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Even if the idea of not eating or drinking all day might be unfathomable to you, don't push food onto anyone observing Ramadan. While fasting all day for a month can cause mild fatigue, dehydration, and dizziness, don't try to convince participating Muslims to eat or drink something—they are fully aware of any side effects they may feel throughout the day. Instead, be respectful of their decision to fast and offer to lend a hand with something like chores, errands, or anything unrelated to food.

5. ACCEPT THAT WATER ISN'T ON THE MENU.

Dates and a glass of water.
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Muslims who observe Ramadan don't sip any liquids during daytime. No water, coffee, tea, or juice. Zilch. Going without water is even harder than going without food, so be aware of the struggle and accept it. It's all part of the sacrifice and self-discipline inherent in Ramadan.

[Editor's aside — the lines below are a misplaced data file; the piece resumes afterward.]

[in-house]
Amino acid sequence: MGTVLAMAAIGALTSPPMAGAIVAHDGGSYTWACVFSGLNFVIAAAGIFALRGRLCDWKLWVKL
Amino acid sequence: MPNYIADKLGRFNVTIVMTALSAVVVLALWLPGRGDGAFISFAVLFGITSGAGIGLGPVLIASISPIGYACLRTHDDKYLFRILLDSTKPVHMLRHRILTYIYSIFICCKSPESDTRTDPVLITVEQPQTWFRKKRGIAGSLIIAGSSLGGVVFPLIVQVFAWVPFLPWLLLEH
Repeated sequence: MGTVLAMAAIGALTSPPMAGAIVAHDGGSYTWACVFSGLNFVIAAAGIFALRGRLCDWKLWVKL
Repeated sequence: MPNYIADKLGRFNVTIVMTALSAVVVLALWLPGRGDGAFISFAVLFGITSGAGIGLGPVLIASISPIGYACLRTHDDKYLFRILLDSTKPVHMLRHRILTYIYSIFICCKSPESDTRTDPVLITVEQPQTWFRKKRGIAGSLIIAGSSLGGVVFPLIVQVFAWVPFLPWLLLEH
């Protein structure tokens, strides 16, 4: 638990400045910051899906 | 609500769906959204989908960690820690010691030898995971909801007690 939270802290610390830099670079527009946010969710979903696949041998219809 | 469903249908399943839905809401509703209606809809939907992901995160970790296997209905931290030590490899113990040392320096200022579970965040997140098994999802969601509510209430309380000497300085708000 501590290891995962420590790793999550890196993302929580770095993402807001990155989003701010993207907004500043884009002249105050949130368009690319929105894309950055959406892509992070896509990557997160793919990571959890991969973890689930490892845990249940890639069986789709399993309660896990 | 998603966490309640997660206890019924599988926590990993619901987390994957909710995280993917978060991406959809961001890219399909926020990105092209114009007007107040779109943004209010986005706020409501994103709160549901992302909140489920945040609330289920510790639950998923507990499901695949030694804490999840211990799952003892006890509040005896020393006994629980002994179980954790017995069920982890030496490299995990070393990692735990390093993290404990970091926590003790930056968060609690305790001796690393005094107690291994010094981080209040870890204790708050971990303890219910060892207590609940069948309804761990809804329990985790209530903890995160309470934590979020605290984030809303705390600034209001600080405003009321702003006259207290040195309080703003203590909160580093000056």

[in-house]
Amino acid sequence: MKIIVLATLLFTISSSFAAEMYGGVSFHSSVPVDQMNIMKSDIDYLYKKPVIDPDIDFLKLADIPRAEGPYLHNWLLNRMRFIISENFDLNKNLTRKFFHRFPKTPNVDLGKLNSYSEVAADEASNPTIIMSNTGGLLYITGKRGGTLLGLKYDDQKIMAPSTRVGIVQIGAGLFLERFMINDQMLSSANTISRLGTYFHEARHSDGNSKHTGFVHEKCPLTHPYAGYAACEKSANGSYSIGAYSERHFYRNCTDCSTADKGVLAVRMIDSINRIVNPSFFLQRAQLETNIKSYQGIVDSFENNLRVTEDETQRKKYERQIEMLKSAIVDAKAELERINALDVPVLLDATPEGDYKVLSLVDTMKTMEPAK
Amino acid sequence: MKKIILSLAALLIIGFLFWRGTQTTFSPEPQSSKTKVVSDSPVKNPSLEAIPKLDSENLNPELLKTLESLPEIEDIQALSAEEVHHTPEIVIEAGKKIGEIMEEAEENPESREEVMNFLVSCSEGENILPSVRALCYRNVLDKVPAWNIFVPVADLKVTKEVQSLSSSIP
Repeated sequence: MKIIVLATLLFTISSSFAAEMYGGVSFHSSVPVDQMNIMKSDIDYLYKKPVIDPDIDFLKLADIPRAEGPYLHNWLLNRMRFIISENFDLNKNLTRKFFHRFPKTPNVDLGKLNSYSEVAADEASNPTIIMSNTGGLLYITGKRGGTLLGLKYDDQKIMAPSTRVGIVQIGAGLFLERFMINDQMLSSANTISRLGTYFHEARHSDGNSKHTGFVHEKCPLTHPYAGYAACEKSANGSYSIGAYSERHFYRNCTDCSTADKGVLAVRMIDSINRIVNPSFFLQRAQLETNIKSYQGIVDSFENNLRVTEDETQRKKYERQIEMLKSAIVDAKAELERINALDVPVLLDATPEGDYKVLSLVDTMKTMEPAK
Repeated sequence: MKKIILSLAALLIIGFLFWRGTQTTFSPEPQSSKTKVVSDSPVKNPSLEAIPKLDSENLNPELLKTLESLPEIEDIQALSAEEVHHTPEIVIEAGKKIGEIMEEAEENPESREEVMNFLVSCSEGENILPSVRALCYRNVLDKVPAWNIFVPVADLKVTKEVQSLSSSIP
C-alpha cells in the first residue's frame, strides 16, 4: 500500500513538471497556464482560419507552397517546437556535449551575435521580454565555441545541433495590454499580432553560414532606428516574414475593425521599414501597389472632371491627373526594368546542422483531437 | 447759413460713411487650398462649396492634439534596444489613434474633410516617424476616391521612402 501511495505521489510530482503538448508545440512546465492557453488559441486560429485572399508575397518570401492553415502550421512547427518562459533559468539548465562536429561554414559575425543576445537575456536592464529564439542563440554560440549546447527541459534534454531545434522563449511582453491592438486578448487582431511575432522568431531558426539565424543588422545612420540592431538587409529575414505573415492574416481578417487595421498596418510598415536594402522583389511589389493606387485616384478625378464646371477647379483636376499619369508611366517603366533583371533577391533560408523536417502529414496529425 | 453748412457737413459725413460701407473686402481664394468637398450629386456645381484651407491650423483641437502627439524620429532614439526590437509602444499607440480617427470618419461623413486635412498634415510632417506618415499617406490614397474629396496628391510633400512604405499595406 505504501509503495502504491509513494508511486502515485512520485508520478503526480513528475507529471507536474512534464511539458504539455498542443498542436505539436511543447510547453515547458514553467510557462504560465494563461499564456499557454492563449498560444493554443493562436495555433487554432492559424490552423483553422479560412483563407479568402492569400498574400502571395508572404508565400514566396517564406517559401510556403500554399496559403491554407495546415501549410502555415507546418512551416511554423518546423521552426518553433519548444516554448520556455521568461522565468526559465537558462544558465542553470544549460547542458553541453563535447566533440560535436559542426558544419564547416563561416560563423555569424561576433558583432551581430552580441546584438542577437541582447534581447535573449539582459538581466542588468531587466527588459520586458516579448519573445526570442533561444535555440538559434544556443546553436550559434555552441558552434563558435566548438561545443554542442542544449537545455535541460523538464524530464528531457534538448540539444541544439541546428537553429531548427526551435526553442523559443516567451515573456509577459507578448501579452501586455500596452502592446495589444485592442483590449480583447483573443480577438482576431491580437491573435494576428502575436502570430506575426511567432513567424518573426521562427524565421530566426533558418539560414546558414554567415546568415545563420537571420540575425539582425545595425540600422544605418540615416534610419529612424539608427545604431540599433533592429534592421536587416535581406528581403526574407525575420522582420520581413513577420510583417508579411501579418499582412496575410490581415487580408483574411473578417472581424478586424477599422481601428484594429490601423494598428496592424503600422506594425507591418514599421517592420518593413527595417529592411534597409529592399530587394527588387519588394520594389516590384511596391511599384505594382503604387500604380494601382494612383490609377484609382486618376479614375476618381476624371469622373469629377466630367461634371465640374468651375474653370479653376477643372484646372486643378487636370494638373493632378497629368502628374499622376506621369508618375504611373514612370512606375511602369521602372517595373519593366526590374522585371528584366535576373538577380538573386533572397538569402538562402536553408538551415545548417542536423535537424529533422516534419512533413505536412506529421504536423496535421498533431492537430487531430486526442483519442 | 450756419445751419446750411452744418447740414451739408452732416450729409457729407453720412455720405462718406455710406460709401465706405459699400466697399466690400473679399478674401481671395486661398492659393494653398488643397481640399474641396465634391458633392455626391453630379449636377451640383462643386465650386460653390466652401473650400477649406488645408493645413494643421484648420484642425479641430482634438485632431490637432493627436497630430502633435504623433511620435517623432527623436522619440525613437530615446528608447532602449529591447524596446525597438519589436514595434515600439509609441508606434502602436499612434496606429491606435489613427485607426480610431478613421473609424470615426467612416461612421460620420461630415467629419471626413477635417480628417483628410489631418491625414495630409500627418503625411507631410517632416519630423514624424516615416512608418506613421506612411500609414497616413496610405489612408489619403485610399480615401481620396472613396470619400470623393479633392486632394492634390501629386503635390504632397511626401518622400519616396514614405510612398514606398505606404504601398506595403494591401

6. RESPECT PEOPLE'S PRIVACY.

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Some Muslims choose not to fast during Ramadan for medical or other personal reasons, and they may not appreciate being badgered with questions about why they may be eating or drinking rather than fasting. Children and the elderly generally don't fast all day, and people who are sick are exempt from fasting. Other conditions that preclude fasting during Ramadan are pregnancy, breastfeeding, and menstruation (although, if possible, people generally make up the days later).

7. BE MINDFUL OF ENERGY LEVELS.